Tavern Chatter - Hearthstone Communities

Our Favorite Hearthstone Communities and Resources

Mar 4, 2017

When I was thinking about what I’d write for today’s article, I decided to check out the news. After opening a handful of tabs in my browser, it hit me: lots of players probably don’t know about these resources. There’s no shortage of Hearthstone communities, both small and large, that can help you improve at the game. Today, we’re going to go over some of my favorite places to go for Hearthstone information, and hopefully we’ll be introducing you to some new digital stomping grounds.

Hearthstone Subreddit

This is the most obvious one on the list, and one that nearly everyone will already know. Still, the Hearthstone subreddit will always be the easiest place to find the biggest Hearthstone news, and it’s the most logical place to start this list of communities. Found at www.reddit.com/r/hearthstone, it’s one of the best place for Hearthstone news in general. You’ll also find a lot of fluff, comedy, rants, and some fundamentally useless content. Either way, it’s a great thing to be aware of.

The Hearthstone subreddit is particularly great to visit when Blizzard is releasing an expansion. They find sources from all over the world, translate them, and create a comprehensive list of cards. But most importantly, you can chat about everything listed here. Want to talk about pros, tournaments, cards, or the meta? The Hearthstone subreddit is where to go.

Competitive Hearthstone Subreddit

This is a bit of a continuation of the one above, but they are entirely different communities. Where the Hearthstone subreddit is largely focused around jokes and lighter content, the Competitive Hearthstone subreddit is pure strategy. In fact, in the sidebar they state: “We aim to maintain a serious atmosphere devoid of jokes, memes and low-effort content.” If you’re into quality conversation about strategy, here is where to go.

Posts on /r/CompetitiveHS are a mixture of guides, deck reviews, theorycrafting, and general meta discussion. If you want to get better at the game, immersing yourself in these conversations is a great place to start.

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Hearthstone on Twitch

Hearthstone’s Twitch scene is similar to the Competitive Hearthstone subreddit in at least one respect: if you want to learn to play, watching streamers is a great way to do so. However, if you want quality conversation, Twitch is absolutely the worst place for it. Simply watch the streamers play, or find one who is running an educational stream. Twitch is full of hundreds of tiny communities, find a few that help you, and stick around.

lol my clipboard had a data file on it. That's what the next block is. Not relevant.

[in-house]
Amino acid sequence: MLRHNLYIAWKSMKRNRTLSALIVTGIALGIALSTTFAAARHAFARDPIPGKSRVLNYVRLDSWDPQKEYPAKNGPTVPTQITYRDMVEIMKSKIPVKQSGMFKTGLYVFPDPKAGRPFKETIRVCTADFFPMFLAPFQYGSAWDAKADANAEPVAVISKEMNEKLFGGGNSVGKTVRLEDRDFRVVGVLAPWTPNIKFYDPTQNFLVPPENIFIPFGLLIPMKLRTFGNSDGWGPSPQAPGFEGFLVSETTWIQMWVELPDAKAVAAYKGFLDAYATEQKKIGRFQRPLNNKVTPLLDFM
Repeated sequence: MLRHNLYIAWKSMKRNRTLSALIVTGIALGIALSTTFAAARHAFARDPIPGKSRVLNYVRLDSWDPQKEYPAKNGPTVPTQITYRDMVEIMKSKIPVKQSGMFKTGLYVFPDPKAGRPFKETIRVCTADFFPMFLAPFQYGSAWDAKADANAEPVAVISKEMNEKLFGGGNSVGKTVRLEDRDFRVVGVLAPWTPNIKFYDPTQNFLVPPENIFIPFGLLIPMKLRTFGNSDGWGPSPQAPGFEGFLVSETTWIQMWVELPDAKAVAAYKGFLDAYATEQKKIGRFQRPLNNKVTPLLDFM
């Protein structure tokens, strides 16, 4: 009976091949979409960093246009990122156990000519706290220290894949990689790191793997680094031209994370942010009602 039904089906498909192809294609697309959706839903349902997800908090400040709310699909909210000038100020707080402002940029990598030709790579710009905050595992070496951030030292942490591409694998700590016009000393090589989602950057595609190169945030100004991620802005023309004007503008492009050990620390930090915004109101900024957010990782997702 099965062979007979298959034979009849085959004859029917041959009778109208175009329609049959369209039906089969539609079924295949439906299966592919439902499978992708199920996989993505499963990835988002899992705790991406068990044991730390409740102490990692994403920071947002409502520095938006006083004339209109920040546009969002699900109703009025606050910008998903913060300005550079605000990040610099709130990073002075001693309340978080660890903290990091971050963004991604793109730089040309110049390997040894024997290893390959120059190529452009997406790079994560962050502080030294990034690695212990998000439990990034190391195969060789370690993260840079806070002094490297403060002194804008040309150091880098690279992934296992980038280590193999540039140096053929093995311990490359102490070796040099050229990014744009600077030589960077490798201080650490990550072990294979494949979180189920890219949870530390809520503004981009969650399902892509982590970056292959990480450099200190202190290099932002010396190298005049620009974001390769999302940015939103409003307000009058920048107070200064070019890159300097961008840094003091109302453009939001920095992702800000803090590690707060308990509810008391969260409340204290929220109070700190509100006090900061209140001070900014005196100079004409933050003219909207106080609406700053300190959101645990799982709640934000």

Tempo Storm

Tempo Storm is great for one major reason: the Meta Snapshot they put out is fantastic. There’s a lot of arguments that go on about particular decklists, but Tempo Storm is an incredible resource. You can easily go there and quickly find out which decks are top tier. You can also find decklists, many of which can be used as foundations for decks of your own. They’ve also brought back their Wild Meta Snapshot recently, so it’s doubly as useful. Check out Tempo Storm to learn more about how to give yourself an edge during the ladder grind.

Vicious Syndicate

It would be wrong of me to talk about Tempo Storm without talking about Vicious Syndicate as well. While Tempo Storm focuses on more general trends in Hearthstone’s meta, Vicious Syndicate deals strictly in the realm of statistics. The site does a weekly meta report as well, based entirely on actual data from the game. You may not find the decklist that you want, but they do let you examine the win percentage for every deck against every deck at every rank. If you’re trying to understand the meta better, Vicious Syndicate is a great resource. It’s not for beginners, as you have to understand the game well before you can fully take advantage of what they have to offer. However, for advanced players, this is one of the best tools available.


I listed most of the sites I use regularly, but there are many many other communities out there. HearthPwn, GosuGamers, and HearthstoneTopDecks are all useful, and YouTube is an incredible resource if you know what to look for.

If you’re serious about getting better at the game, or simply want people to chat to, it’s easy to find other people who are just as interested in Hearthstone as you are.

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Stephen Draper
Stephen has a degree in English from Brock University. He grew up playing video games and card games, always having an affection for strategy. He picked up League of Legends in early Season One and has since achieved Diamond rank multiple times. He also picked up Hearthstone in Beta and has since achieved Legend consistently. When he isn’t reading, writing, or gaming, he’s probably watching other people game.
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